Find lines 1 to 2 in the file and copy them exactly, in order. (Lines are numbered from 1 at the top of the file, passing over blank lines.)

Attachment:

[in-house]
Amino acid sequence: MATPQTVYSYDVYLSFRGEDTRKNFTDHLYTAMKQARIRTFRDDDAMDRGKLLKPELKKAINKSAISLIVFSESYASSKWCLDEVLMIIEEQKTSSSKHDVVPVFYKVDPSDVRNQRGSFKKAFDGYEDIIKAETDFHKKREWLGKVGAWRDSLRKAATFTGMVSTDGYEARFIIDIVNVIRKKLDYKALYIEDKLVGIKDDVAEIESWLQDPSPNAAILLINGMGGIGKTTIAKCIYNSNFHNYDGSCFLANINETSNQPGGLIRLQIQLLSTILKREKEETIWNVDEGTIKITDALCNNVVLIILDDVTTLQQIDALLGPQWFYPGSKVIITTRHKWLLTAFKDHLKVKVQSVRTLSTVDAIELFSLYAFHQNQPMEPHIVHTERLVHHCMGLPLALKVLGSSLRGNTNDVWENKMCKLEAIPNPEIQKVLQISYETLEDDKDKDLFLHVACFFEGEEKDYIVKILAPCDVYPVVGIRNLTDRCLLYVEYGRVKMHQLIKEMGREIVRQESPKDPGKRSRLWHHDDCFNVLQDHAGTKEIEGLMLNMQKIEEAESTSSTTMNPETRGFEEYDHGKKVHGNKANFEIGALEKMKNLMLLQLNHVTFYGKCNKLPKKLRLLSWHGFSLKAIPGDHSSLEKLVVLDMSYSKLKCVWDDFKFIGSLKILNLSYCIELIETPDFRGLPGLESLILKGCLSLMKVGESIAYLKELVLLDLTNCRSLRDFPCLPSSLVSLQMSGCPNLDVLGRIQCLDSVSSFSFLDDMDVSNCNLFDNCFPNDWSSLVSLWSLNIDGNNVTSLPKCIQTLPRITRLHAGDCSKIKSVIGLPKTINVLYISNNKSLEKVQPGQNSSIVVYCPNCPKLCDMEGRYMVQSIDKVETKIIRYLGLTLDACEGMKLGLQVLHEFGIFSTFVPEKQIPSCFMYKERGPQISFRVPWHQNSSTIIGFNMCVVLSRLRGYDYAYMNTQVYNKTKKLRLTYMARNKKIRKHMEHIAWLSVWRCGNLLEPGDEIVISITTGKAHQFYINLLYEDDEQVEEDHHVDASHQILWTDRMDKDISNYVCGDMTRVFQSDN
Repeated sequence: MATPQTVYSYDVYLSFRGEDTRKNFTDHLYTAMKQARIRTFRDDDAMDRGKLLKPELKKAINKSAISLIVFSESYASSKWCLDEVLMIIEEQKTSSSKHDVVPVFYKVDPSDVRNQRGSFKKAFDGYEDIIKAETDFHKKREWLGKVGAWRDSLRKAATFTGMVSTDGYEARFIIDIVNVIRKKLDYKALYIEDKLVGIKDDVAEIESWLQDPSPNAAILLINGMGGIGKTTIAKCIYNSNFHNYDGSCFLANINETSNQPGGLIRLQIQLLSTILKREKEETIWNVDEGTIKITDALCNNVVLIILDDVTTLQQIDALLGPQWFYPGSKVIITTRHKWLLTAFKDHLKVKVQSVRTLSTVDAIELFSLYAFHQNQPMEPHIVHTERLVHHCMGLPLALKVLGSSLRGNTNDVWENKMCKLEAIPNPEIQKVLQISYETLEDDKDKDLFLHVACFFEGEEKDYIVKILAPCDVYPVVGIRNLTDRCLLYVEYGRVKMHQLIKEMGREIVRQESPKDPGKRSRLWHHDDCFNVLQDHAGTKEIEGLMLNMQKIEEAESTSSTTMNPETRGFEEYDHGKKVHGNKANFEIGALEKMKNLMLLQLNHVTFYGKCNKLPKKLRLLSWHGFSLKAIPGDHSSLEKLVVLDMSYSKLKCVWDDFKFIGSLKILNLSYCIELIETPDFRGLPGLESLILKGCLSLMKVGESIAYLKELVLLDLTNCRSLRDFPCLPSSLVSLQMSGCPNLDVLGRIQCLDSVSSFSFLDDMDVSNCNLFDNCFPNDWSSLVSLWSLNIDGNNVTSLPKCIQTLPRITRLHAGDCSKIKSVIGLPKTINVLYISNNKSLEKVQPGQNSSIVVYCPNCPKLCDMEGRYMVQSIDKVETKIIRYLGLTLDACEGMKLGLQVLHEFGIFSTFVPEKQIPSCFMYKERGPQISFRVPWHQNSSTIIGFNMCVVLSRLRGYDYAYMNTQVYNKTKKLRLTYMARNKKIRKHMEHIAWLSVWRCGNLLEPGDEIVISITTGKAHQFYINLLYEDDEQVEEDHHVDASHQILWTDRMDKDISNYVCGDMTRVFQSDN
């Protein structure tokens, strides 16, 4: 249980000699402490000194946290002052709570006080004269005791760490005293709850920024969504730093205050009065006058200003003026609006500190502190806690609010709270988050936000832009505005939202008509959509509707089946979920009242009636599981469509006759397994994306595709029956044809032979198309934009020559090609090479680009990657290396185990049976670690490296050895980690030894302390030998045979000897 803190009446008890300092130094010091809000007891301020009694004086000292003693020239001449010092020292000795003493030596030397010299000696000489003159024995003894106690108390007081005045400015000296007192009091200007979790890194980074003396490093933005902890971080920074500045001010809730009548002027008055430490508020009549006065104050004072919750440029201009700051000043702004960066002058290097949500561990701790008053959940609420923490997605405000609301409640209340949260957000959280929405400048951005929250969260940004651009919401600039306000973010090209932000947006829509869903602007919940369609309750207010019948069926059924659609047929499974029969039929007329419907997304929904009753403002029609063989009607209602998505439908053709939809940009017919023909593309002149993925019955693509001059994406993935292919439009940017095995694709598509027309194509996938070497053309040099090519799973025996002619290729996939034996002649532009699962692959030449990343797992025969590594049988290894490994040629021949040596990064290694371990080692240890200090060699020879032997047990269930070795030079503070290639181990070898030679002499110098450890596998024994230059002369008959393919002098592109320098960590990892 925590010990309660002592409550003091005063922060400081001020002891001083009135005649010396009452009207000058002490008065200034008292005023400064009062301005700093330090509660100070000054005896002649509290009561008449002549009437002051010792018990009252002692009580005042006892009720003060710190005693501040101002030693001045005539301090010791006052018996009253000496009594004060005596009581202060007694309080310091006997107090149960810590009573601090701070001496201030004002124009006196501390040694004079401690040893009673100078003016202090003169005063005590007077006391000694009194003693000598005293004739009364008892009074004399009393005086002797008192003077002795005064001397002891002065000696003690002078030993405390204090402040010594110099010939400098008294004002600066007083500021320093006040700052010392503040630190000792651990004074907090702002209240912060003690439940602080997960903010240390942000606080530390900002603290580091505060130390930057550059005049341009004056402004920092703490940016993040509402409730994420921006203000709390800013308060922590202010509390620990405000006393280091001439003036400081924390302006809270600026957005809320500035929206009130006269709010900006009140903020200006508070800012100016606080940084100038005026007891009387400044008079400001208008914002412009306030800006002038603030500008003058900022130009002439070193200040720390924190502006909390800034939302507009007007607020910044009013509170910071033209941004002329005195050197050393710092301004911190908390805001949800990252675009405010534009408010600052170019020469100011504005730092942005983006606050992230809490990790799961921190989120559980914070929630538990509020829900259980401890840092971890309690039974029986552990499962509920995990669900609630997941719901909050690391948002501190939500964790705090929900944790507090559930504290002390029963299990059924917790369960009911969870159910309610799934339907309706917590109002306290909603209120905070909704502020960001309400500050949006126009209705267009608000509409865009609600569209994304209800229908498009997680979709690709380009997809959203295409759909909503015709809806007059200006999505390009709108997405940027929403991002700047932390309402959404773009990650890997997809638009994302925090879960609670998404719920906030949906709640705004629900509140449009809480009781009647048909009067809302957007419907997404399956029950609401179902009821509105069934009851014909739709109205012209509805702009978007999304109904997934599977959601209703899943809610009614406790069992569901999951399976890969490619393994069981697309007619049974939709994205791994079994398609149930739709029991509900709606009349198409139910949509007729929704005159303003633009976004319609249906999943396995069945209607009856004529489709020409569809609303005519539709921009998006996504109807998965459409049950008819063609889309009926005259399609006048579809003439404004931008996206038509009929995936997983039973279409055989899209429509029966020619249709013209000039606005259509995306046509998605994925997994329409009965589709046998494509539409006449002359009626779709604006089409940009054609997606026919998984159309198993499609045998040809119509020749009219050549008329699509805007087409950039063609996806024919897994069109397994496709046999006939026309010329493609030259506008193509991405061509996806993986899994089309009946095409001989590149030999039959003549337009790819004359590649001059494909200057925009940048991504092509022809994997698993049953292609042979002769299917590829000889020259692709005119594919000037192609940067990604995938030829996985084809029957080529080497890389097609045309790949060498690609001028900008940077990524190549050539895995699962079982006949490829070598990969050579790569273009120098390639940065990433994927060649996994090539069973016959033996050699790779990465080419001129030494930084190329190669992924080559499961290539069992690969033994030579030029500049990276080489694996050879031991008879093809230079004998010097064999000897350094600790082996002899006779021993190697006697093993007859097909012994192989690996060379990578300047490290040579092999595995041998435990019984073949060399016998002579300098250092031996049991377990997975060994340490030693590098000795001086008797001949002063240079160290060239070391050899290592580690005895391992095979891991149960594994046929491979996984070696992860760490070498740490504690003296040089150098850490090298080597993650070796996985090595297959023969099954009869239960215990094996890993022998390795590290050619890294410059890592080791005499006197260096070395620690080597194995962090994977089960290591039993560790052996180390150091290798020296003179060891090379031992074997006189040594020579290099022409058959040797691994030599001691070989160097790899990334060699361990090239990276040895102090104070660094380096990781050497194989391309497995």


[in-house]
Amino acid sequence: MATPQTVYSYDVYLSFRGEDTRKNFTDHLYTAMKQARIRTFRDDDAMDRGKLLKPELKKAINKSAISLIVFSESYASSKWCLDEVLMIIEEQKTSSSKHDVVPVFYKVDPSDVRNQRGSFKKAFDGYEDIIKAETDFHKKREWLGKVGAWRDSLRKAATFTGMVSTDGYEARFIIDIVNVIRKKLDYKALYIEDKLVGIKDDVAEIESWLQDPSPNAAILLINGMGGIGKTTIAKCIYNSNFHNYDGSCFLANINETSNQPGGLIRLQIQLLSTILKREKEETIWNVDEGTIKITDALCNNVVLIILDDVTTLQQIDALLGPQWFYPGSKVIITTRHKWLLTAFKDHLKVKVQSVRTLSTVDAIELFSLYAFHQNQPMEPHIVHTERLVHHCMGLPLALKVLGSSLRGNTNDVWENKMCKLEAIPNPEIQKVLQISYETLEDDKDKDLFLHVACFFEGEEKDYIVKILAPCDVYPVVGIRNLTDRCLLYVEYGRVKMHQLIKEMGREIVRQESPKDPGKRSRLWHHDDCFNVLQDHAGTKEIEGLMLNMQKIEEAESTSSTTMNPETRGFEEYDHGKKVHGNKANFEIGALEKMKNLMLLQLNHVTFYGKCNKLPKKLRLLSWHGFSLKAIPGDHSSLEKLVVLDMSYSKLKCVWDDFKFIGSLKILNLSYCIELIETPDFRGLPGLESLILKGCLSLMKVGESIAYLKELVLLDLTNCRSLRDFPCLPSSLVSLQMSGCPNLDVLGRIQCLDSVSSFSFLDDMDVSNCNLFDNCFPNDWSSLVSLWSLNIDGNNVTSLPKCIQTLPRITRLHAGDCSKIKSVIGLPKTINVLYISNNKSLEKVQPGQNSSIVVYCPNCPKLCDMEGRYMVQSIDKVETKIIRYLGLTLDACEGMKLGLQVLHEFGIFSTFVPEKQIPSCFMYKERGPQISFRVPWHQNSSTIIGFNMCVVLSRLRGYDYAYMNTQVYNKTKKLRLTYMARNKKIRKHMEHIAWLSVWRCGNLLEPGDEIVISITTGKAHQFYINLLYEDDEQVEEDHHVDASHQILWTDRMDKDISNYVCGDMTRVFQSDN